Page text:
I started the development process by breaking the system up its component parts.
The system has four primary components:
- Client. This was the most important piece of the prototype. The client would be a Mac application that would run on every user’s computer.
- Server. The server was the mostly invisible element of the system. It centralized data storage and user authentication, and also served as the interface between all of the other elements of the system. The server runs PHP/MySQL, and communicates to the client through JSON.
- Website. A small front end website was created to allow users to register for accounts. Ideally, this could be built in to the client application, but in the interest of time I placed it on a website. The purpose of the prototype was to build a system to prevent distraction, not to demonstrate an elegant user registration system.
- Twilio. The social aspects of the system use Twilio so that users can request “unlock” for the more difficult interventions they may face during their day. It would have been possible to send messages through the system rather through SMS, but I made the design decision that SMS would be more likely to spur a social interaction. It feels like it brings the system off the computer screen and into the real world.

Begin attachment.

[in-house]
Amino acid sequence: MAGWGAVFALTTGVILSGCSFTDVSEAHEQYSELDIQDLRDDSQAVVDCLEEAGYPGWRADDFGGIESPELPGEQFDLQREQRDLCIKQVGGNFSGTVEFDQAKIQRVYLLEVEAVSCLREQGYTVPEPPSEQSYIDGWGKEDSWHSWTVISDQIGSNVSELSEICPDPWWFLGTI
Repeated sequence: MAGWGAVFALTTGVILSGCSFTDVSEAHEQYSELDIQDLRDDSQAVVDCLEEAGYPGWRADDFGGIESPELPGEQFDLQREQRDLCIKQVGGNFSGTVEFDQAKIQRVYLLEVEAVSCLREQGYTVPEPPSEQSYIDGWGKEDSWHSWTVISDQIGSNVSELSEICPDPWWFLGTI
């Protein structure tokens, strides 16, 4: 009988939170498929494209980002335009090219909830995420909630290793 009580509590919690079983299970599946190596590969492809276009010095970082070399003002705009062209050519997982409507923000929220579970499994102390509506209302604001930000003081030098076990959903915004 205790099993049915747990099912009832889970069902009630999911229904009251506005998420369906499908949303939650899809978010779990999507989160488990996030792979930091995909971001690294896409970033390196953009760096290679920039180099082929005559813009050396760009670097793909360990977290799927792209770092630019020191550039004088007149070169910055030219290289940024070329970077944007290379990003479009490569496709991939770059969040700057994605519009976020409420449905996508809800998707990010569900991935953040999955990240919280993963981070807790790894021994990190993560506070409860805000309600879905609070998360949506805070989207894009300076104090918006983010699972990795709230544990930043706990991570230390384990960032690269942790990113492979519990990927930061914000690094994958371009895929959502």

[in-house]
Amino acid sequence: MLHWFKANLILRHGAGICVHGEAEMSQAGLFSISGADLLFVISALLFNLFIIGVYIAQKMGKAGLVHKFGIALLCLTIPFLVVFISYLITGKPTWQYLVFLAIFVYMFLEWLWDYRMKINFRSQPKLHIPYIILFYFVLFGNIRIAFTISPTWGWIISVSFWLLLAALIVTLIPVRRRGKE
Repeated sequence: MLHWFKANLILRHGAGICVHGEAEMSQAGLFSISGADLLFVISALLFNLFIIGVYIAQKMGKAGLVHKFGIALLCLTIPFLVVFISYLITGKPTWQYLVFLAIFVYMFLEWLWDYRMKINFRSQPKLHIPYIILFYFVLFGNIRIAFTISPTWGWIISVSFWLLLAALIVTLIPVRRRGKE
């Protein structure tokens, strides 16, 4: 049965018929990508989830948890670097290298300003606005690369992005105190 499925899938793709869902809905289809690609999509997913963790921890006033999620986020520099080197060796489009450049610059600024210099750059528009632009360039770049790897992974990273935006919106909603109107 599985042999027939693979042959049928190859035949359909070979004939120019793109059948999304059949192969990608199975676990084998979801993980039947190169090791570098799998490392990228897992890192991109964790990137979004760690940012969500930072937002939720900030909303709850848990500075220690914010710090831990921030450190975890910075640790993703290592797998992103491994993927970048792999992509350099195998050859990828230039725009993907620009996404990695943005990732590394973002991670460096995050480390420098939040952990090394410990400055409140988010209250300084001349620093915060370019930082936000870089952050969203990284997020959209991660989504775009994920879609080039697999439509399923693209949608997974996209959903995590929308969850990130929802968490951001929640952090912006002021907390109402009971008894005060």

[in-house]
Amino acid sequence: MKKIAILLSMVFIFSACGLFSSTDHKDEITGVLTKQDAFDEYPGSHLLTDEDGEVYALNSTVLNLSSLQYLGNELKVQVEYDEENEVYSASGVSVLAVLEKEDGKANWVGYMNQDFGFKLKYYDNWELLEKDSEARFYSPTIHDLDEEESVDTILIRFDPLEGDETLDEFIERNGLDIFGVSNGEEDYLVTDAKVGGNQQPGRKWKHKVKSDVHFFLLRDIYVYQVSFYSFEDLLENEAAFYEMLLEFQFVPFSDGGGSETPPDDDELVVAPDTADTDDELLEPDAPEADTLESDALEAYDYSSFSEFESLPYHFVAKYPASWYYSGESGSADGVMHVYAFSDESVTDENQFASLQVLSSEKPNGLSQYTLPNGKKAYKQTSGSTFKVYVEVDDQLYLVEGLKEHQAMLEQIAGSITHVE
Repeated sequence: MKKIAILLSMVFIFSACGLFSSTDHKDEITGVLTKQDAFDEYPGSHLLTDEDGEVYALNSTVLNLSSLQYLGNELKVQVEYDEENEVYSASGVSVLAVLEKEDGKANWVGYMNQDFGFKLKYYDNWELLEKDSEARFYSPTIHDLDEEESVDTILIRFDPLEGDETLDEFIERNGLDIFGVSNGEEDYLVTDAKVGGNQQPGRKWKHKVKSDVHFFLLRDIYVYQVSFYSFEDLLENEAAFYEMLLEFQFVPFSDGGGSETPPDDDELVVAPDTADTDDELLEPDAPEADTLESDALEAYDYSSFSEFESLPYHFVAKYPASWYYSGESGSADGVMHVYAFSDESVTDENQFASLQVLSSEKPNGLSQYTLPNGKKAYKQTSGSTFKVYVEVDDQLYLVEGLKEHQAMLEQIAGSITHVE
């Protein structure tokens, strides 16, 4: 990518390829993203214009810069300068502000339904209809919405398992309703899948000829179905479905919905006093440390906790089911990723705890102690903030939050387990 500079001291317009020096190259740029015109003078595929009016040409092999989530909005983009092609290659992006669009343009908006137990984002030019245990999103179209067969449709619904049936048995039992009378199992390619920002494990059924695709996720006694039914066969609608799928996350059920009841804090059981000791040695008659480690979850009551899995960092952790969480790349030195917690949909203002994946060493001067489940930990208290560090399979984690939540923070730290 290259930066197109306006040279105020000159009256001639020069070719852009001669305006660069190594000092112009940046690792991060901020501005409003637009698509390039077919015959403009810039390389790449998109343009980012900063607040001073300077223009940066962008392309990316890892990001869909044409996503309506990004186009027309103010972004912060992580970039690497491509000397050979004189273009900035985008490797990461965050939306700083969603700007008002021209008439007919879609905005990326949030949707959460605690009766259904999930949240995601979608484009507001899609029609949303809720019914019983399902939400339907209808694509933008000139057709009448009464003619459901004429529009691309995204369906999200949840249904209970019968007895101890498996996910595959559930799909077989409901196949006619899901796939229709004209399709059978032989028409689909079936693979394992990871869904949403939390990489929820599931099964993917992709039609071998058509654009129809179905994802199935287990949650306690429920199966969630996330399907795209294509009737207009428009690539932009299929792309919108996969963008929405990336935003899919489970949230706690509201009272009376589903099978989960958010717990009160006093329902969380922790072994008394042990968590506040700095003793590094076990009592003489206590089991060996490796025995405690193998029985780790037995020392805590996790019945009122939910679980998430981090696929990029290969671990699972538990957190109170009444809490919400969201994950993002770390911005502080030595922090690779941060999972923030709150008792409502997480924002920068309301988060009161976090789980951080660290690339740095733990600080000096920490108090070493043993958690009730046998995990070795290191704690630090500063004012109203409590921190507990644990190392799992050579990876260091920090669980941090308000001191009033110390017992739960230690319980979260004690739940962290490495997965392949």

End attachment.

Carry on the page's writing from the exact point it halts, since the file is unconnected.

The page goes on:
In mid-February, I started to build the prototype for the application in earnest. For about two months, I spent a significant amount of my time building the prototype out. The bulk of the time was spent on the client and server components of the system.
Copyright © 2010 - 2011 Eric St. Onge
Please send questions or comments to eric at ericstonge dot com.